Welcome to another edition of The Future of Automotive, with Steve Greenfield, Founder, and CEO of Automotive Ventures, an auto technology advisory firm that helps entrepreneurs raise money and maximize the value of their companies.
Right to Repair lawsuits against Tesla
First up this week, Tesla has been sued in a pair of proposed antitrust class actions accusing the company of reducing competition for maintenance and replacement parts for its electric vehicles, forcing owners to pay more and wait longer for repair services.
The lawsuits allege that Tesla designed its electric vehicles, warranties, and repair policies to discourage owners and lessees from using independent shops that are outside of Tesla’s control.
As we’ve reported prior on this show, right to repair legislation seems to be gaining steam lately, as the combination of EVs and vehicle connectivity provides more opportunities for manufacturers to close off their systems to non-OEM approved maintenance and repairs.
For example, we’ve recently seen right to repair cases against both Harley-Davidson and John Deere for similar practices.
Tesla’s alleged restraints on service and repair, according to the new lawsuits, caused exorbitant wait times for drivers who otherwise would have gone to an independent repair shop.
The right to repair lawsuits call for Tesla’s repair services and parts monopoly to be dismantled and for the company to be ordered to make its repair manuals and diagnostic tools available to individuals and independent repair shops at a reasonable cost.
We’ll keep a close eye on how this one plays out, as it may have big impacts on franchise dealerships.
EVs and higher insurance premiums
Next up this week, for many electric vehicles, there is no way to repair or assess even slightly damaged battery packs after accidents, forcing insurance companies to write off cars entirely – leading to higher insurance premiums and increasing the cost of ownership for EVs vs. ICE vehicles.
The battery within an EV often costs tens of thousands of dollars and can represent up to 50 percent of an EV’s price tag, often making it uneconomical to replace them, even if they only suffer minor damage.
For example, a replacement battery for a Tesla Model 3 can cost up to $20,000, for a vehicle that retails at around $43,000.
While some of the legacy automakers claim that they’re making battery packs easier to repair, Tesla has taken the opposite approach with its Model Y, whose new structural battery pack has been described by experts as having “zero repairability.”
Tesla’s decision to make battery packs “structural” – or part of the car’s unibody construction – has allowed it to cut production costs but risks increasing insurance costs that have to protect against expensive catastrophic failure of the battery.
Unless Tesla and other automakers produce more easily repairable battery packs and provide third-party access to battery cell data, already-high insurance premiums will keep rising as EV sales grow and more low-mileage cars get scrapped after collisions, insurers and industry experts said.
According Policygenius, the average U.S. EV insurance payment is $206 per month, which is 27% more than for a comparable combustion-engine vehicle, Reuters reports.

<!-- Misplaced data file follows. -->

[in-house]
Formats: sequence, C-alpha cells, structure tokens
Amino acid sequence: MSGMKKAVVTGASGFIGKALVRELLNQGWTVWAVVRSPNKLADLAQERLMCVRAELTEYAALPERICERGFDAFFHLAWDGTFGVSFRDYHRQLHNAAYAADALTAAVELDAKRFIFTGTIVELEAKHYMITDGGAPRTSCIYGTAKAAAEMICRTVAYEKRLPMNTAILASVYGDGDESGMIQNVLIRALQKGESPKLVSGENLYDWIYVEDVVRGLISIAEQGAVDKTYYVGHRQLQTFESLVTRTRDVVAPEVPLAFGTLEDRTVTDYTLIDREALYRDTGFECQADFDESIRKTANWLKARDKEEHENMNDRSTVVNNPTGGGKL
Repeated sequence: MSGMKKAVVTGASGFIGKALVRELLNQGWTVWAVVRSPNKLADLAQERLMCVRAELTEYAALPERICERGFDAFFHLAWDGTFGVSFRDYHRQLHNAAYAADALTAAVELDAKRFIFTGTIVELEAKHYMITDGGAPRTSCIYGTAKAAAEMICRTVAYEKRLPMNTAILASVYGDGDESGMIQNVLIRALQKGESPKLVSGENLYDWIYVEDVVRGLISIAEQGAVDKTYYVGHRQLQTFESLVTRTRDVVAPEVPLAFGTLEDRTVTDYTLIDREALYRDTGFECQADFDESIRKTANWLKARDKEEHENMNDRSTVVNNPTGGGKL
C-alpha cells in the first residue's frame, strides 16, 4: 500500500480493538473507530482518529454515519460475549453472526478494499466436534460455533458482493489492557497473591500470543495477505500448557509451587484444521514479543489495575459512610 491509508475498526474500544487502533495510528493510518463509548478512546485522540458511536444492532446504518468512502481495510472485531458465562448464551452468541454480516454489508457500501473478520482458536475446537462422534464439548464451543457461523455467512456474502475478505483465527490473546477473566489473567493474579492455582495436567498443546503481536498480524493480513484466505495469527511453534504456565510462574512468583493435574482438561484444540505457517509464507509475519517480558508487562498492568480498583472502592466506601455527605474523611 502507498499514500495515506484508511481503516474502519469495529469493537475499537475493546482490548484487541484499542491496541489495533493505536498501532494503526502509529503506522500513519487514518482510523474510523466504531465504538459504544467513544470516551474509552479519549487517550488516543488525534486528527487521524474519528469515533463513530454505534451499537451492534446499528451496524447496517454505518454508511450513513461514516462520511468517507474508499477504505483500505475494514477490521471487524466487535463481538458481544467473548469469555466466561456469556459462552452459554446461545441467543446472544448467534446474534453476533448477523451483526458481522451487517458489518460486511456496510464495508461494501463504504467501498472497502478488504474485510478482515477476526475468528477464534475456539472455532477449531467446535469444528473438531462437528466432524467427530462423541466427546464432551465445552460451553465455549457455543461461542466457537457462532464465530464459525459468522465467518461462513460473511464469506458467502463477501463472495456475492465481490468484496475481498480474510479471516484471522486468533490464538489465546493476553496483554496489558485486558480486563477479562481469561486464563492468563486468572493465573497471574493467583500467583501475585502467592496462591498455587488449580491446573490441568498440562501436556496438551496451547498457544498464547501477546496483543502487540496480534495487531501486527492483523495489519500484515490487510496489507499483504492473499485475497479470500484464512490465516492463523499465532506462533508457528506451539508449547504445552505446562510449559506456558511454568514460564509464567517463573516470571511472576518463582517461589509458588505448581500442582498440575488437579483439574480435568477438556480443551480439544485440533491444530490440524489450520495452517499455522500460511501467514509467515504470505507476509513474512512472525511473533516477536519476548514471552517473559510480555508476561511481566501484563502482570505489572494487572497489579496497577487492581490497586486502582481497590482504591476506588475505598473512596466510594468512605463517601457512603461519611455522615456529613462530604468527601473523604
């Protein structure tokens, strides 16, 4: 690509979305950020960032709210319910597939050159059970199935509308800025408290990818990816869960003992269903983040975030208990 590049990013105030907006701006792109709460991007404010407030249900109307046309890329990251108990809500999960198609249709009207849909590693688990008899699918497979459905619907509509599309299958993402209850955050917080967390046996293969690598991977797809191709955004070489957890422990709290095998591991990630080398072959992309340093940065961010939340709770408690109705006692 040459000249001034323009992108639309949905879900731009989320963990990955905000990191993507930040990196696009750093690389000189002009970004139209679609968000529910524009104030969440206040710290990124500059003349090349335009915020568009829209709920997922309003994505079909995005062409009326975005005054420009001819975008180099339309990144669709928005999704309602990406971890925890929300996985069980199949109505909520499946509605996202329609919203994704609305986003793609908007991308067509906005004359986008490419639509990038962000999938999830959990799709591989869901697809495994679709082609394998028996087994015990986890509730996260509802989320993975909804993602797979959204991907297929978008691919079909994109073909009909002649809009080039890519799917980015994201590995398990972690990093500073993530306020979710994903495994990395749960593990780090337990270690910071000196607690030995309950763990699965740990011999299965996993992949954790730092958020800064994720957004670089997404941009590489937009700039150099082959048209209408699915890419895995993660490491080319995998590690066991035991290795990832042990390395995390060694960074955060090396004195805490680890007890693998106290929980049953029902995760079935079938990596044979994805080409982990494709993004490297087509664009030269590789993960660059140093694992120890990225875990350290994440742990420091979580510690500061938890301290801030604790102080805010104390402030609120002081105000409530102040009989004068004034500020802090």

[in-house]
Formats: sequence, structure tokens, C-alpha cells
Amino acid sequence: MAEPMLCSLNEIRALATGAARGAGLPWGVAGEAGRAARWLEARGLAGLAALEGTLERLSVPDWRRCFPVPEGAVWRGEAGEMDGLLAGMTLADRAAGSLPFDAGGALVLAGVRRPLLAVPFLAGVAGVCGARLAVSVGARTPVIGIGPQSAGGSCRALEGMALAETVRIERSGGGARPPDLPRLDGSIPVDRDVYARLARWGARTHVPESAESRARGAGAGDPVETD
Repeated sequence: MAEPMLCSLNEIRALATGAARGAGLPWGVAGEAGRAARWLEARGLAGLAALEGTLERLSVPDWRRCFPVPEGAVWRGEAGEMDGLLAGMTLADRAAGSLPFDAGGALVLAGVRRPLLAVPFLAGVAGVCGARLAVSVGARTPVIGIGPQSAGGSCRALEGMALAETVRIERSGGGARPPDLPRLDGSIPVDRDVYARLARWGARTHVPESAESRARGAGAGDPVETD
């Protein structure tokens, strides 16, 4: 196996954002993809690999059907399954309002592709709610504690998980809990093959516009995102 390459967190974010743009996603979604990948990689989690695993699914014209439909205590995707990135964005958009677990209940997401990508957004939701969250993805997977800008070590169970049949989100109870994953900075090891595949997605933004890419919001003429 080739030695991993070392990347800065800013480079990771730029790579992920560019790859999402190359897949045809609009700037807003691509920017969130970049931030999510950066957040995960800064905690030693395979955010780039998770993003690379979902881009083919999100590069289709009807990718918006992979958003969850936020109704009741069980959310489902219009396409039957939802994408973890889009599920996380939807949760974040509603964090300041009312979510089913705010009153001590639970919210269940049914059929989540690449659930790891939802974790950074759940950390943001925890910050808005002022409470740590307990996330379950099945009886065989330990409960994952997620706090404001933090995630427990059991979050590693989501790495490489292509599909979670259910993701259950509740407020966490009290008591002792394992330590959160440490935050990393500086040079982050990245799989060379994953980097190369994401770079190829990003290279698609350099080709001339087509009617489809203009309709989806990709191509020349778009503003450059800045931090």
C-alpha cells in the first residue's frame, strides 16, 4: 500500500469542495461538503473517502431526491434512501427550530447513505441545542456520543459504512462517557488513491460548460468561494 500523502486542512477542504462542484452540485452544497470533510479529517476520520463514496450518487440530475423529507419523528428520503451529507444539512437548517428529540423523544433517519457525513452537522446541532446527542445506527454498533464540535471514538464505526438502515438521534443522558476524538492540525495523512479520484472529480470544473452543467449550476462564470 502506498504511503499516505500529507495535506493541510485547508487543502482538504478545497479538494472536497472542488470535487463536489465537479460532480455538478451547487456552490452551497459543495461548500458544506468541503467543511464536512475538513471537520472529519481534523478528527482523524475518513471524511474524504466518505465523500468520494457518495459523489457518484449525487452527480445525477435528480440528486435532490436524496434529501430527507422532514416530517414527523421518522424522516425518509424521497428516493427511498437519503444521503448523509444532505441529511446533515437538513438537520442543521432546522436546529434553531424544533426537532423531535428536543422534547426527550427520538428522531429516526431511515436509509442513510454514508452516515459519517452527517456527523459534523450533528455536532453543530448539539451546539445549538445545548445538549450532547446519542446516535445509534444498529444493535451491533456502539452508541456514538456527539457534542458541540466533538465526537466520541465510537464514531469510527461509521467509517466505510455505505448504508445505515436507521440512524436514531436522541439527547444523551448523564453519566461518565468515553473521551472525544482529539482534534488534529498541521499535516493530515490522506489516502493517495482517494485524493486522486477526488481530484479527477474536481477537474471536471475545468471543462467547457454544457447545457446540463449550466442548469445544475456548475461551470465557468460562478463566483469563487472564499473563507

Not surprisingly, Tesla does offer its own insurance product in a dozen U.S. states to Tesla owners at lower rates than other insurance providers.
Companies to Watch
Every week we highlight interesting companies in the automotive technology space to keep an eye on. If you read my monthly industry Intel Report, which you can subscribe to for free, I showcase a few companies each month, and we take the opportunity here on this segment to share some of those companies each week with you.
Today, we have two companies to watch: TotalCustomerConnect and Altelium.
Total Customer Connect aims to increase automotive retailer profitability by improving dealerships’ customer experience through every point of the customer lifecycle. TCC provides innovative customer-centric solutions for automotive dealerships with measurable results in customer pay revenue and building quality customer relations.
The reason that I love TotalCustomerConnect is that they have deep expertise around dealership fixed operations and offer both marketing services and software to help deliver dealers with results.
You can check out TotalCustomerConnect at www.TotalCustomerConnect.com.
Altelium provides warranties, insurance, and consultancy to empower businesses working with batteries at any stage of their life cycle. Their intelligent platform provides: real-time and AI-enhanced insurance technology; one dashboard to manage your data and policies; and complete visibility at your fingertips.
The reason that I love Altelium is that insurance and warranties are traditionally based on historical information analyzed to predict future behavior. But with EV batteries, we haven’t been collecting data long enough to forecast future performance. Altelium addresses battery warranty solutions based on real-time battery performance insights.
You can check out Altelium at www.Altelium.com.
So that’s it for this week’s Future of Automotive segment.
If you’re an AutoTech entrepreneur working on a solution that helps car dealerships, we want to hear from you. We are actively investing out of our new DealerFund.
If you’re a dealer who wants to invest in early-stage AutoTech companies that benefit your business, let me know. We are still accepting new investors into the DealerFund.
If you’re interested in joining our Investment Club to make direct investments into AutoTech and Mobility startups with small checks, join the Club. There is no obligation to start seeing our deal flow.
And don’t forget to check out my book, The Future of Automotive Retail, on Amazon.com.
Thank you for tuning into CBT News for this week’s Future of Automotive segment, and we’ll see you next week!